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Exploring math with preschoolers

One of the best ways of introducing mathematical concepts to preschoolers is integrating them into their daily activities and interests. This way, children learn first-hand the importance of math in their everyday lives. 

During play time, children become intensely engrossed in whatever activity they're doing. In addition, they are also developing and honing new skills, taking part in problem-solving and learning more about mathematics and critical thinking.

Often, when children are engaged in free play, there are seven categories of mathematics content they're exploring:

1. Counting: When children reach age four, they are often able to count. For instance, they may be trying to keep track of toys, and by counting, they're able to know how many they have. It's common for young children to explore patterns and shapes, as well as compare sizes. 

2. Classifying: In addition to counting, preschool children are also interested in investigating different objects and materials. Through grouping similar items, for instance plastic bugs in a container, they're able to come up with a way of ordering and making sense of the world around them.

3. Exploring magnitude: This involves describing and comparing the size of different objects. For instance, preschool students might make a comment when they don't think something is big enough to cover another object (i.e. whether a newspaper can cover the art table).

4. Enumerating: This involves saying numbers, counting, recognizing a series of objects or reading or writing numbers. 

5. Investigating dynamics: As children are seeking to understand more about different objects, they may put things together or take them apart. For example, they may want to flatten a ball of clay to see what shape it can take.

6. Studying pattern and shape: Gaining familiarity with different patterns and shapes is another important activity preschoolers engage in. Through this activity, children are identifying and creating patterns or shapes, as well as exploring geometric properties. For instance, you might have your class make bead necklaces, using a particular color pattern or one of their own choice. 

7. Exploring spatial relations: During preschool, children gain practice describing or drawing a location or direction.

There are a range of different mathematical concepts that children explore during free play. This goes to show the extent to which everyday activities involve math. Preschool is the time when children are learning pre-mathematics, which lay the foundation for their continued success in school.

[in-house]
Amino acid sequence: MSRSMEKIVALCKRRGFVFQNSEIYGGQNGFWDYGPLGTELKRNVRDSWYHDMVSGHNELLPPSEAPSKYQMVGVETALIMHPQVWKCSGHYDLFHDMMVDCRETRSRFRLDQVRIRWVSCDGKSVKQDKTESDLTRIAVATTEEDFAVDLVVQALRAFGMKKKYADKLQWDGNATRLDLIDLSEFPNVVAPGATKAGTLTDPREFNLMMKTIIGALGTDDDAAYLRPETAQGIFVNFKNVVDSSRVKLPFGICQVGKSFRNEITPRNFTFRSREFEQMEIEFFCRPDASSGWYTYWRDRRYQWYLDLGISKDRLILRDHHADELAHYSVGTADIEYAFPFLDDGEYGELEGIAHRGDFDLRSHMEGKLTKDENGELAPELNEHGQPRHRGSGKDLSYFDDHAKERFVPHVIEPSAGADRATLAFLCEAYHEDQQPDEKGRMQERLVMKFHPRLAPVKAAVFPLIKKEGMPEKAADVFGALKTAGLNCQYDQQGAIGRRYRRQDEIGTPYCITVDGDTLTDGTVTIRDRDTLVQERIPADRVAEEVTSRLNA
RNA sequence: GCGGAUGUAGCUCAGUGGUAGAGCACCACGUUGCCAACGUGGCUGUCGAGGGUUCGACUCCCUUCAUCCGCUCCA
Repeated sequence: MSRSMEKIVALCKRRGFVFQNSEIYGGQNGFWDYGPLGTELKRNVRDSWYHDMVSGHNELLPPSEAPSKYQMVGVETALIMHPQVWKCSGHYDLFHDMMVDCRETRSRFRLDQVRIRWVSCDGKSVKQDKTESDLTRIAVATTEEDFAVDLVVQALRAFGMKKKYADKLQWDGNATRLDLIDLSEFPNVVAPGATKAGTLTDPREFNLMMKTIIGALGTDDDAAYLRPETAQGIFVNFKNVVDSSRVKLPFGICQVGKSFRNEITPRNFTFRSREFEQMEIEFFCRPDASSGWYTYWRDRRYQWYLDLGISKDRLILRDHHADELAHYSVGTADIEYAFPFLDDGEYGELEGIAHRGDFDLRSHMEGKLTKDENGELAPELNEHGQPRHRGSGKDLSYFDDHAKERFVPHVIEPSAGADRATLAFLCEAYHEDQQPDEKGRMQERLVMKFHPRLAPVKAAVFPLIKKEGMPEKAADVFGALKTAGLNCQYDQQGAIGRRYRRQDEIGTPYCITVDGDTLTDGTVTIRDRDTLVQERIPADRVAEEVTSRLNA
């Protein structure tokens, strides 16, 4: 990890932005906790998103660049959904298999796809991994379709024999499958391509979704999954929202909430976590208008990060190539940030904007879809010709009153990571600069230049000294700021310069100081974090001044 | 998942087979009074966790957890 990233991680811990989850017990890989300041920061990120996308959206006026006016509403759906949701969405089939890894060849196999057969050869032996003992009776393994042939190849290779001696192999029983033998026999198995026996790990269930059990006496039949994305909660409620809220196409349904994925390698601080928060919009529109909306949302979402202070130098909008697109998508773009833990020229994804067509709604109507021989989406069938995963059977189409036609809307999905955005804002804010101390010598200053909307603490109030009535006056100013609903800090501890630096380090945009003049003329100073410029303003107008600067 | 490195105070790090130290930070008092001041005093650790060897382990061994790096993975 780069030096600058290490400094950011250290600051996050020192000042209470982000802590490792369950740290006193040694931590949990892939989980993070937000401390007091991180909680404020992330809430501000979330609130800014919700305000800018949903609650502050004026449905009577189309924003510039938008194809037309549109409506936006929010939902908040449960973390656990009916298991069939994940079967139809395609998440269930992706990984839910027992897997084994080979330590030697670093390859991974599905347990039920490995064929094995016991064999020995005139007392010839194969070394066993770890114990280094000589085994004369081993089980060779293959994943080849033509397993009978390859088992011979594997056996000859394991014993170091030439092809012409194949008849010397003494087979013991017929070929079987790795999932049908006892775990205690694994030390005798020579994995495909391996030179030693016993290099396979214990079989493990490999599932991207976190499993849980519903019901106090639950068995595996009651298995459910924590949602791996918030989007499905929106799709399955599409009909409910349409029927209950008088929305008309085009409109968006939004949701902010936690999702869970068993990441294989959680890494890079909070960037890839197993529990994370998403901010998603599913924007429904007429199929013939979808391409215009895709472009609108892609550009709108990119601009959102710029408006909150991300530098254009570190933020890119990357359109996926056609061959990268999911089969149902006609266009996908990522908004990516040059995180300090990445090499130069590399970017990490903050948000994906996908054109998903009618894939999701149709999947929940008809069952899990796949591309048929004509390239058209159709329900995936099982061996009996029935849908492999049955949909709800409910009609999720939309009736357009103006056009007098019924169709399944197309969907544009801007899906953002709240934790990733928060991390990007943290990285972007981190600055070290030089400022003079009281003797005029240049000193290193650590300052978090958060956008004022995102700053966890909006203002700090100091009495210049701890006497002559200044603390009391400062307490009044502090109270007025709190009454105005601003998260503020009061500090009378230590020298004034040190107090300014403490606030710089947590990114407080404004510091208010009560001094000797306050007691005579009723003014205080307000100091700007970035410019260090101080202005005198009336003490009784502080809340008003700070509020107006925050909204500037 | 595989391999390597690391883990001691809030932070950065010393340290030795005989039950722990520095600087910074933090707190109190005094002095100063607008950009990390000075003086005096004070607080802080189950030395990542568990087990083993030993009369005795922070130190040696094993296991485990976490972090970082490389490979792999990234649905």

While play does not itself guarantee mathematical development, it does offer a range of possibilities. If teachers follow up by asking children specific questions that reflect on the mathematical ideas, children's understanding of these concepts can be enriched. In particular, you can expand children's mathematical understanding and curiosity by asking questions that require them to clarify or extend their perceptions.

Here are some examples of good classroom activities:

1. Math and Blocks - Building towers: Through block building, children develop a variety of skills, including in math, science and general reasoning. At age one, children begin the elementary step of block building: stacking objects together. When children are three or four-years-old, they're able to assemble vertical or horizontal components to make a building. At four, their skills have advanced even more to the point that they're able to use multiple spatial relations, as well as extend their buildings in multiple directions. They are also developing their estimation skills during this time. For instance, they're learning to estimate how many blocks it takes to cover a surface. These are all skills that they will continue to apply as they progress in school. 

Check out our course on Block Play.

2. Math and Manipulatives:

Manipulatives are another activity that preschool children find engaging and meaningful. Children's play with manipulatives ranges from putting flat blocks together to make pictures, to completing complex puzzles. All of these activities require developmental progression, similar to block building. While combining shapes may initially prove challenging for children, gradually they learn how the individual pieces fit together to make a whole object. Many children may be able to complete simple or more complicated puzzles by age four. For others, it may take more time or be more challenging in general. Make sure to offer encouragement and help to students. 

By providing regular opportunities for children to explore math, both during free play and structured activities, you help introduce them to a variety of useful concepts they'll continue to use for years to come. 

If you are interested in learning more about this subject, please refer to our comprehensive course menu. There you can find a range of courses, including "Ignite Their Minds: Making Math an Integral Part of your Teaching," "Block Play as a Creative Learning Strategy" and "Hands-on Excitement: Manipulatives for Teaching Young Children Math." 

We also offer CDA training and CDA renewal for early care and education professionals seeking the CDA Credential, which is administered and awarded by the Council for Professional Recognition. In 2013, ProSolutions Training became the first online training company to become a formal partner of the Council. Contact us to learn more.